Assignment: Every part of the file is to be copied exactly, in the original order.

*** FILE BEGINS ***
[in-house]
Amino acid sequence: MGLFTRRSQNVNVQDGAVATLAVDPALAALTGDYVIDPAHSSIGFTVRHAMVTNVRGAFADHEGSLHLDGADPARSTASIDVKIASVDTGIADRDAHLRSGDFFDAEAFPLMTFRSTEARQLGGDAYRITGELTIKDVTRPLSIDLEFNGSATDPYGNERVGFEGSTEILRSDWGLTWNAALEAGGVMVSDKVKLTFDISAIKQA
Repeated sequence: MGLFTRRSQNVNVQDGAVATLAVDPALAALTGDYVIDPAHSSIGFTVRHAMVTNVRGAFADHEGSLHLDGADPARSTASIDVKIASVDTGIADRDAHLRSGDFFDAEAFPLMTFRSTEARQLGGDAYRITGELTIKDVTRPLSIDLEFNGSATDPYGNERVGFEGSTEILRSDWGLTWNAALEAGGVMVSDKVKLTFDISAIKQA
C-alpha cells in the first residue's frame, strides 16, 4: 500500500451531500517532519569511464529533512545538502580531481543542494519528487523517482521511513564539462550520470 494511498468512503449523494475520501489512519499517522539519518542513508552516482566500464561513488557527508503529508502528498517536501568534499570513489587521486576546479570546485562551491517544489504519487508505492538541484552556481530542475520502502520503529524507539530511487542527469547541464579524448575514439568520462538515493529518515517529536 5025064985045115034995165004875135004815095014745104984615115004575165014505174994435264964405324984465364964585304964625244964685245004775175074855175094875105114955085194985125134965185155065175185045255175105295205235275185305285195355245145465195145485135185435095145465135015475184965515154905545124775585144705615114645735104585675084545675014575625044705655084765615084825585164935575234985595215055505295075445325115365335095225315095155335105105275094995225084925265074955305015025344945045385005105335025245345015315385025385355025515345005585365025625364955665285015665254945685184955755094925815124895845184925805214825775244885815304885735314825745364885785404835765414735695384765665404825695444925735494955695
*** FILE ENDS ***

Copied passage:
[in-house]
Amino acid sequence: MGLFTRRSQNVNVQDGAVATLAVDPALAALTGDYVIDPAHSSIGFTVRHAMVTNVRGAFADHEGSLHLDGADPARSTASIDVKIASVDTGIADRDAHLRSGDFFDAEAFPLMTFRSTEARQLGGDAYRITGELTIKDVTRPLSIDLEFNGSATDPYGNERVGFEGSTEILRSDWGLTWNAALEAGGVMVSDKVKLTFDISAIKQA
Repeated sequence: MGLFTRRSQNVNVQDGAVATLAVDPALAALTGDYVIDPAHSSIGFTVRHAMVTNVRGAFADHEGSLHLDGADPARSTASIDVKIASVDTGIADRDAHLRSGDFFDAEAFPLMTFRSTEARQLGGDAYRITGELTIKDVTRPLSIDLEFNGSATDPYGNERVGFEGSTEILRSDWGLTWNAALEAGGVMVSDKVKLTFDISAIKQA
C-alpha cells in the first residue's frame, strides 16, 4: 500500500451531500517532519569511464529533512545538502580531481543542494519528487523517482521511513564539462550520470 494511498468512503449523494475520501489512519499517522539519518542513508552516482566500464561513488557527508503529508502528498517536501568534499570513489587521486576546479570546485562551491517544489504519487508505492538541484552556481530542475520502502520503529524507539530511487542527469547541464579524448575514439568520462538515493529518515517529536 5025064985045115034995165004875135004815095014745104984615115004575165014505174994435264964405324984465364964585304964625244964685245004775175074855175094875105114955085194985125134965185155065175185045255175105295205235275185305285195355245145465195145485135185435095145465135015475184965515154905545124775585144705615114645735104585675084545675014575625044705655084765615084825585164935575234985595215055505295075445325115365335095225315095155335105105275094995225084925265074955305015025344945045385005105335025245345015315385025385355025515345005585365025625364955665285015665254945685184955755094925815124895845184925805214825775244885815304885735314825745364885785404835765414735695384765665404825695444925735494955695